the secessionists opened the bombardment early on the following morning
(April 12), which brought about the fall of the fort in a few hours. News
of this had hardly been telegraphed to Montgomery, the seat of the Secession
Congress, when War Minister Walker publicly declared in the name of
the new Confederacy: No man can say where the war opened today will end.
At the same time he prophesied that before the first of May the flag
of the Southern Confederacy will wave from the dome of the old Capitol
in Washington and within a short time perhaps also from the Faneuil
Hall in Boston. Only now ensued the proclamation in which Lincoln called
for 75,000 men to defend the Union. The bombardment of Fort Sumter cut
off the only possible constitutional way out, namely the convocation of
a general convention of the American people, as Lincoln had proposed in
his inaugural address. For Lincoln there now remained only the choice of
fleeing from Washington, evacuating Maryland and Delaware and surrendering
Kentucky, Missouri and Virginia, or of answering war with war.
The question of the principle of the American Civil War is answered
by the battle slogan with which the South broke the peace. Stephens, the
Vice-President of the Southern Confederacy, declared in the Secession Congress
that what essentially distinguished the Constitution newly hatched at
Montgomery from the Constitution of Washington and Jefferson was that
now for the first time slavery was recognised as an institution good in
itself, and as the foundation of the whole state edifice, whereas the revolutionary
fathers, men steeped in the prejudices of the eighteenth century, had treated
slavery as an evil imported from England and to be eliminated in the course
of time. Another matador of the South, Mr. Spratt, cried out: "For us it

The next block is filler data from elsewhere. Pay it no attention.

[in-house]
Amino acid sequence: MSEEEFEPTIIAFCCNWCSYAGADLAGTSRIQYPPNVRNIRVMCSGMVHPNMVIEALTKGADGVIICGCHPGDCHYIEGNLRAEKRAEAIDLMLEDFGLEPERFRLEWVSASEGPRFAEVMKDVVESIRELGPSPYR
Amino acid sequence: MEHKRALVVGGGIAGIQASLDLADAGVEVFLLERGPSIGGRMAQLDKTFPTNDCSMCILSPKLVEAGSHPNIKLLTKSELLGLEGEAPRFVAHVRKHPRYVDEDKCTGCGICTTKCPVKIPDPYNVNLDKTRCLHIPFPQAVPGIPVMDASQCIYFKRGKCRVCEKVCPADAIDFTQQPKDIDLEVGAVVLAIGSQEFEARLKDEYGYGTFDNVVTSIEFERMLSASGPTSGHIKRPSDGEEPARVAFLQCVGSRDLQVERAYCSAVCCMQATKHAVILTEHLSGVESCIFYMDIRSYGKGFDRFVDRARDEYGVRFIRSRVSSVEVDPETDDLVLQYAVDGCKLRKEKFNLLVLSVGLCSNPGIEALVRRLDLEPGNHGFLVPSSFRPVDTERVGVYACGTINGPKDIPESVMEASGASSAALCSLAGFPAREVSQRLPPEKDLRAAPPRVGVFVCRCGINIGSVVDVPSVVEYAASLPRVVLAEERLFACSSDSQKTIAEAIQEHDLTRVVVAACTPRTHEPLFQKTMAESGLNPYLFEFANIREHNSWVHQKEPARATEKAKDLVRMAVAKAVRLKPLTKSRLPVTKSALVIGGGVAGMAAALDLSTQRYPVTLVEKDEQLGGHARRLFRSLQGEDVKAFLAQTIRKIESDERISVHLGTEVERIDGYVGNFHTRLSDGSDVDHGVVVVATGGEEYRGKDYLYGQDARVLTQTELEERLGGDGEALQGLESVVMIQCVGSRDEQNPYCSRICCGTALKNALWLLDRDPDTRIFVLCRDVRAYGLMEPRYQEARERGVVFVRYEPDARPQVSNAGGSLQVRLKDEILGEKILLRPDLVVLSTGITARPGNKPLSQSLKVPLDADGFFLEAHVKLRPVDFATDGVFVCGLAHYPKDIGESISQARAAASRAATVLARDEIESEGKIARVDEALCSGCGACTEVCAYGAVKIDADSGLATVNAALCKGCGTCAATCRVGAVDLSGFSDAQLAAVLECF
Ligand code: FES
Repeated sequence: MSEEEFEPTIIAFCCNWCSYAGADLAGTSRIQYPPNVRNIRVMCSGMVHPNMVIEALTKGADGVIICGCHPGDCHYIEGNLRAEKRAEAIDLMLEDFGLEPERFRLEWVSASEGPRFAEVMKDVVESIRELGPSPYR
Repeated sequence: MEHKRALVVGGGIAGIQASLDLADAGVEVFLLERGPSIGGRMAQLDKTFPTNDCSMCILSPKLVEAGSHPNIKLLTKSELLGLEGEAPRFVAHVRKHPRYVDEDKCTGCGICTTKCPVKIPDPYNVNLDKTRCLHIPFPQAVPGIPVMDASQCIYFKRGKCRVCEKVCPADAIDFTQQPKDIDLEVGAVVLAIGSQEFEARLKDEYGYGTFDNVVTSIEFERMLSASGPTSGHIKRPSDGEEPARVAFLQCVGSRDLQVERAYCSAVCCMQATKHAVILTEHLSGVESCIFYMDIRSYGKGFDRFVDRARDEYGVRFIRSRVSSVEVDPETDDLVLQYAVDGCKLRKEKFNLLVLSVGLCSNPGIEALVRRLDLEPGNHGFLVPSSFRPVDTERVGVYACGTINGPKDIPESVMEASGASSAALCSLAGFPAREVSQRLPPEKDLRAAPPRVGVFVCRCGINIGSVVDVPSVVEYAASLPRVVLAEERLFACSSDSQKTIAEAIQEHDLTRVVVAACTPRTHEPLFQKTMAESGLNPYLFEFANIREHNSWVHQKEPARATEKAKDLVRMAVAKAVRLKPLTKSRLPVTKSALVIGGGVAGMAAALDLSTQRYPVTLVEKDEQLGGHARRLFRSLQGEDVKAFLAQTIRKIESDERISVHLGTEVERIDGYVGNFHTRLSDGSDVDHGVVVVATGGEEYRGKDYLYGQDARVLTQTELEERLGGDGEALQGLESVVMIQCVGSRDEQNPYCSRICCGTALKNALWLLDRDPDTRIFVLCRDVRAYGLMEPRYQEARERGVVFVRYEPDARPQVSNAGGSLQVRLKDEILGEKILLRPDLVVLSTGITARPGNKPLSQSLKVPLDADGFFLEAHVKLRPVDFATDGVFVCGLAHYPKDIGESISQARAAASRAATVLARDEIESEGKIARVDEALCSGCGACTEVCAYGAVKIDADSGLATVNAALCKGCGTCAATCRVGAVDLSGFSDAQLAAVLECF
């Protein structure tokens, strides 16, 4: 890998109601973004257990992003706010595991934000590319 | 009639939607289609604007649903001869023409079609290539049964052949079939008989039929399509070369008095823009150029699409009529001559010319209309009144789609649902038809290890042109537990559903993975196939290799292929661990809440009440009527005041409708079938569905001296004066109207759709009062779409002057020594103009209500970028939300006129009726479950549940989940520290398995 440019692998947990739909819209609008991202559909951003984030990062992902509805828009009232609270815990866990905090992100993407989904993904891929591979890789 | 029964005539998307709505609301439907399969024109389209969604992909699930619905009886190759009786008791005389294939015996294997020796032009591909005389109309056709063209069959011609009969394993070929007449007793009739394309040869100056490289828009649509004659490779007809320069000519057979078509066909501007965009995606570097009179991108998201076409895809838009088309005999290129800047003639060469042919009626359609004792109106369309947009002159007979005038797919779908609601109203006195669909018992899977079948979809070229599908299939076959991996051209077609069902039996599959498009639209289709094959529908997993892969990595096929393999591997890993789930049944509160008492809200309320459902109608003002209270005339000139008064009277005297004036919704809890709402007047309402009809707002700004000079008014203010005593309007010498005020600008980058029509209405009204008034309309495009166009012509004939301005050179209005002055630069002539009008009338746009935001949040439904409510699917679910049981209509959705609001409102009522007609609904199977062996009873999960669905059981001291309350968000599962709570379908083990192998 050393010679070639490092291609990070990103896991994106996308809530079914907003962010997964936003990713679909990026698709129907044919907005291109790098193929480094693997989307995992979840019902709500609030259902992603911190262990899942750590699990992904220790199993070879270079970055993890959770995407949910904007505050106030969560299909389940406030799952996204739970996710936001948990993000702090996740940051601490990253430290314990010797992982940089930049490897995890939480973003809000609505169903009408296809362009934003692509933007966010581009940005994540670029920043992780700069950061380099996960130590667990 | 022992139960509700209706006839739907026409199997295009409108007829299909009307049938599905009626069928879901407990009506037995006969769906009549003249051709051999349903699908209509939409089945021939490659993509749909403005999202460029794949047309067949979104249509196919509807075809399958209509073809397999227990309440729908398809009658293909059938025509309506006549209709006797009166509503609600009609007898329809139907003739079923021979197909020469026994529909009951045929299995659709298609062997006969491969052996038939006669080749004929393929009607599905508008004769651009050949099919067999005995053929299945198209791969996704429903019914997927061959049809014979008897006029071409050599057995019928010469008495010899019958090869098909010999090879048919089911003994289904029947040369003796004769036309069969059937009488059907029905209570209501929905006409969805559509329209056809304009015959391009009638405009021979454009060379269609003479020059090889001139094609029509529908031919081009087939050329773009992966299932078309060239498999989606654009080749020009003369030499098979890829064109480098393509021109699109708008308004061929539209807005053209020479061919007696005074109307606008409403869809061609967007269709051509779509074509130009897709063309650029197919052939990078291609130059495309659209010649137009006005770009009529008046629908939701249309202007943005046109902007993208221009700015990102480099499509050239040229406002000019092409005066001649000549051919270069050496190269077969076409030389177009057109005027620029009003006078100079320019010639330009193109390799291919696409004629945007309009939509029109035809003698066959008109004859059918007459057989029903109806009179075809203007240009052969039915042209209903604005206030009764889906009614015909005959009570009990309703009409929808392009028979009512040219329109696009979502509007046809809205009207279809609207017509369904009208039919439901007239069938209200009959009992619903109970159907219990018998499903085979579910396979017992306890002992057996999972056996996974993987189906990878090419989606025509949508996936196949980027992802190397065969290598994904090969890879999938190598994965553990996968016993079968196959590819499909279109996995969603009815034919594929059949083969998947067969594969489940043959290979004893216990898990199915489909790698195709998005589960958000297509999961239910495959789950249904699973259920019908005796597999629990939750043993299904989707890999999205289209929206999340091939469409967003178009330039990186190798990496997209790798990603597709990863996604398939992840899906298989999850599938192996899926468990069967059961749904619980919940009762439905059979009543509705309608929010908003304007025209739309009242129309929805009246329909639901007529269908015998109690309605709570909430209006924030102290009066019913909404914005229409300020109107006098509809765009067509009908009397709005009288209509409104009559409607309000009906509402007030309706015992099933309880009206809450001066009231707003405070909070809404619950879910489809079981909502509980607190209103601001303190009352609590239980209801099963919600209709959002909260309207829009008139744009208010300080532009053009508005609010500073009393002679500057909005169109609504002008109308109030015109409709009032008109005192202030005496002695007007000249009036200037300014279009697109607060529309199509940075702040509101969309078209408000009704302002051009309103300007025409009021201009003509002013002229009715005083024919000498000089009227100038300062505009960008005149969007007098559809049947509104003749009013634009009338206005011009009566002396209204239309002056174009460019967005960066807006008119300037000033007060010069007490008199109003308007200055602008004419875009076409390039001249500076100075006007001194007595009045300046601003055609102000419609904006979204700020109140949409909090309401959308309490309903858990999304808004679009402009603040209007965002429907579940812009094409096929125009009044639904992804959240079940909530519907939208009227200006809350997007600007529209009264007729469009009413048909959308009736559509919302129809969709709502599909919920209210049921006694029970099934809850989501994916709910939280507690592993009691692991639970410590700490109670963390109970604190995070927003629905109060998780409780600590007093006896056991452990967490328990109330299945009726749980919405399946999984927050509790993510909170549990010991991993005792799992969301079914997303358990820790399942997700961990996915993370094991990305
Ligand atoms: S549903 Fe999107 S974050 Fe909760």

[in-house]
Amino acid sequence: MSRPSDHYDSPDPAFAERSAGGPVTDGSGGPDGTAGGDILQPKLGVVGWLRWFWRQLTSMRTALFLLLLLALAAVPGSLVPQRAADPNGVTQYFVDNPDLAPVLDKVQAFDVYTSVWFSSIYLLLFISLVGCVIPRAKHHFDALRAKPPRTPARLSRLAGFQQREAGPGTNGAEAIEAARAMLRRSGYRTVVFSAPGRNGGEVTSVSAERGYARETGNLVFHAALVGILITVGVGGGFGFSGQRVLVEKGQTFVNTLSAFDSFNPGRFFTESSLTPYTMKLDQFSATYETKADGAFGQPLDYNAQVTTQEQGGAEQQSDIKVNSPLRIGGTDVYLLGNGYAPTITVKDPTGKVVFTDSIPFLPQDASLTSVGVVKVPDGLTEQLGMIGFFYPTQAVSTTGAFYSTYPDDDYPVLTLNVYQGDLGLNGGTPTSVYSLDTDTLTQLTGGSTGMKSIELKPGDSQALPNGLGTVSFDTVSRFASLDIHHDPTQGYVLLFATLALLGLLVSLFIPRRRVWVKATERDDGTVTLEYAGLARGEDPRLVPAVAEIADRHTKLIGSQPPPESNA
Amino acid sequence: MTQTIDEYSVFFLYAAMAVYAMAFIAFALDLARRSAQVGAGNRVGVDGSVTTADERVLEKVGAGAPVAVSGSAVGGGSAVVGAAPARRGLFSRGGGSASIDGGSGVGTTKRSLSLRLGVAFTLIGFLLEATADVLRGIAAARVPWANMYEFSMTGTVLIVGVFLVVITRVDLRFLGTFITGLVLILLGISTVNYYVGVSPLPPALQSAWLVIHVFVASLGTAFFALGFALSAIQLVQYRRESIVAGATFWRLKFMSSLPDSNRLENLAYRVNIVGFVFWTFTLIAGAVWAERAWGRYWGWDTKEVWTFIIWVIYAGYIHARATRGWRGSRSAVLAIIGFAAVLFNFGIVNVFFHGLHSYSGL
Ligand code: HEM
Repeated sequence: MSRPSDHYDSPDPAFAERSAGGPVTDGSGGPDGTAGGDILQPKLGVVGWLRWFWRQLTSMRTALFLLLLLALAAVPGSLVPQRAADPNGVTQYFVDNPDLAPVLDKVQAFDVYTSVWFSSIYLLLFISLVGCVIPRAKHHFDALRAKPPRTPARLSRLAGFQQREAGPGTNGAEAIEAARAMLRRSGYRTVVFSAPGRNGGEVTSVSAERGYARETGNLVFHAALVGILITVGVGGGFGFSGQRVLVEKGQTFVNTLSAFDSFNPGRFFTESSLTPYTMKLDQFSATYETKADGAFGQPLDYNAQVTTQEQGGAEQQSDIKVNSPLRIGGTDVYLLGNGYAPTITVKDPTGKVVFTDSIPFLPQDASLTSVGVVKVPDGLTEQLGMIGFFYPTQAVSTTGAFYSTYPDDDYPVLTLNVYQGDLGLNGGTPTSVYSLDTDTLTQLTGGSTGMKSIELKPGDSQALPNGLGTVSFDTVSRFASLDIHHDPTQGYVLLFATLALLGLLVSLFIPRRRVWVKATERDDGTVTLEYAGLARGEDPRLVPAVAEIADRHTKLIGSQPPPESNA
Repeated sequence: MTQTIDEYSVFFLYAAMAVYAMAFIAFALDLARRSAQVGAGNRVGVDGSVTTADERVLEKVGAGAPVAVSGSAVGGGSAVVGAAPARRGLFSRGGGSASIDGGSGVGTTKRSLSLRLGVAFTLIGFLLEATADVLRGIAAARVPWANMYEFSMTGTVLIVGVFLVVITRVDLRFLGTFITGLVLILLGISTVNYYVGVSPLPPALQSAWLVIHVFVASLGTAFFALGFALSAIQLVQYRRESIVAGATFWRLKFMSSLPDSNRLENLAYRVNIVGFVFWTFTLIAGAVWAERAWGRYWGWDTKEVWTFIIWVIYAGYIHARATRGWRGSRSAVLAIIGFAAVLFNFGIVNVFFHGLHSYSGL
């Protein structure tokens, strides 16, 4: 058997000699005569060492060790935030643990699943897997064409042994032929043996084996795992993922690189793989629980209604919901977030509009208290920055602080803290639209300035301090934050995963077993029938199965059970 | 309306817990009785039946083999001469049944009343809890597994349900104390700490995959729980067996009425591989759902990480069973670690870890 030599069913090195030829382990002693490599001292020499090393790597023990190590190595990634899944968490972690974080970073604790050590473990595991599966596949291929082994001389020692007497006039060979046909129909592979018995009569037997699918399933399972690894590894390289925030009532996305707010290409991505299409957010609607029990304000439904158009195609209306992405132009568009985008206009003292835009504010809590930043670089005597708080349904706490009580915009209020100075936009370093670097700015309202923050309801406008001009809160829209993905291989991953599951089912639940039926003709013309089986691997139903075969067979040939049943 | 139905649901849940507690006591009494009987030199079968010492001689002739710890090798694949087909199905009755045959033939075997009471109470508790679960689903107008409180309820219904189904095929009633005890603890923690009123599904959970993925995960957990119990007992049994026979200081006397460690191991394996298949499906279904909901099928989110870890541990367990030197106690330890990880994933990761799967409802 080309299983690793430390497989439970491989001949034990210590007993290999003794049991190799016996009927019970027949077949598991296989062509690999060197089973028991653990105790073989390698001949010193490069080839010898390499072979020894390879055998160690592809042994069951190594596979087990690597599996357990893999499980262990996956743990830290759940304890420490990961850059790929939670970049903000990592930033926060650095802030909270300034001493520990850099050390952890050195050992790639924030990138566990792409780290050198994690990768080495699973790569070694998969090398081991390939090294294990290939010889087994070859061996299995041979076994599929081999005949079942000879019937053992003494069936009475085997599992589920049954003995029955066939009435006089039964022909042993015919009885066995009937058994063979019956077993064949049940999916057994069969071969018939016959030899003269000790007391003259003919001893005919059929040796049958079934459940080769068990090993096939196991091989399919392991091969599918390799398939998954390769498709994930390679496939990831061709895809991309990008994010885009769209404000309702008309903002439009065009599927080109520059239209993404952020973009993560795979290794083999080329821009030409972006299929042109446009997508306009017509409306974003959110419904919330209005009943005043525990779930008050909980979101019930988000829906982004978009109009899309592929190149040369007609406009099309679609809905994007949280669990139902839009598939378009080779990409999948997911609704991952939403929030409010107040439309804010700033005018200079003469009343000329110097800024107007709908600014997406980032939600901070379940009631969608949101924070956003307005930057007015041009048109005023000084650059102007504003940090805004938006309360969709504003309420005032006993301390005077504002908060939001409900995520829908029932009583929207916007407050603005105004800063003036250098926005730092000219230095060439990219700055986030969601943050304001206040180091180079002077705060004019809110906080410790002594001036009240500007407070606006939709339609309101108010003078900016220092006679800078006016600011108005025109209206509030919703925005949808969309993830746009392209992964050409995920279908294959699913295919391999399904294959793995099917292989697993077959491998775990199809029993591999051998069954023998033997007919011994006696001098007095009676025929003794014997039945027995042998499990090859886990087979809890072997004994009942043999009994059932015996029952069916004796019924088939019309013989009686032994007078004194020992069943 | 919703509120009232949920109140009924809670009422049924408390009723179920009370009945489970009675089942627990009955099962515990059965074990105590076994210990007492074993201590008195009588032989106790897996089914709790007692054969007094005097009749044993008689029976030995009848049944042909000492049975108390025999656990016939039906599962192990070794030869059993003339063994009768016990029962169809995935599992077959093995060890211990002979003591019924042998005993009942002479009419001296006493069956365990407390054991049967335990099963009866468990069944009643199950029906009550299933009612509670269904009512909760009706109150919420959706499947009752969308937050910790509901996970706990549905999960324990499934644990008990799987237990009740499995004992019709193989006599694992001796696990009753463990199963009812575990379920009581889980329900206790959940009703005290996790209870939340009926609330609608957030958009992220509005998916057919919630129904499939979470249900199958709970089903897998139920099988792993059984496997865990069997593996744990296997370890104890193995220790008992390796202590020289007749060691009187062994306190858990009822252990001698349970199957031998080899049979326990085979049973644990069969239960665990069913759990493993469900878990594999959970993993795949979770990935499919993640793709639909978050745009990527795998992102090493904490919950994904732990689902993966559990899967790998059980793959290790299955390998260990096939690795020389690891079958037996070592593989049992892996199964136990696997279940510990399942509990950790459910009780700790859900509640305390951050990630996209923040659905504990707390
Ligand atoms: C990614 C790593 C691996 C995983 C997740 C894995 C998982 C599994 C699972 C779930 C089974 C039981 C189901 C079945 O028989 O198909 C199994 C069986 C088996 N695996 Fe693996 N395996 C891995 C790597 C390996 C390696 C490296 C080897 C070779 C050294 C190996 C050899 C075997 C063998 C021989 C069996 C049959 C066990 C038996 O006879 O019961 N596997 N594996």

is a question of founding a great slave republic." If, therefore, it was
indeed only in defence of the Union that the North drew the sword, had
not the South already declared that the continuance of slavery was no longer
compatible with the continuance of the Union?
Just as the bombardment of Fort Sumter gave the signal for the opening
of the war, the election victory of the Republican Party of the North,
the election of Lincoln as President, gave the signal for secession. On
November 6, 1860, Lincoln was elected. On November 8, 1860, a message telegraphed
from South Carolina said: Secession is regarded here as an accomplished
fact; on November 10 the legislature of Georgia occupied itself with secession
plans, and on November 13 a special session of the legislature of Mississippi
was convened to consider secession. But Lincoln's election was itself only
the result of a split in the Democratic camp. During the election struggle
the Democrats of the North concentrated their votes on Douglas, the Democrats
of the South concentrated their votes on Breckinridge, and to this splitting
of the Democratic votes the Republican Party owed its victory. Whence came,
on the one hand, the preponderance of the Republican Party in the North?
Whence, on the other, the disunion within the Democratic Party, whose members,
North and South, had operated in conjunction for more than half a century?
Under the presidency of Buchanan the sway that the South had gradually
usurped over the Union through its alliance with the Northern Democrats
attained its zenith. The last Continental Congress of 1787 and the first
Constitutional Congress of 1789 -90 had legally excluded slavery from all
Territories of the republic north-west of the Ohio. (Territories, as is
known, is the name given to the colonies lying within the United States
itself which have not yet attained the level of population constitutionally
prescribed for the formation of autonomous states.) The so-called Missouri
Compromise (1820), in consequence of which Missouri became one of the
States of the Union as a slave state, excluded slavery from every remaining
Territory north of 36 degrees latitude and west of the Missouri.
By this compromise the area of slavery was advanced several degrees of
longitude, whilst, on the other hand, a geographical boundary-line to its
future spread seemed quite definitely drawn. This geographical barrier,
in its turn, was thrown down in 1854 by the so-called Kansas-Nebraska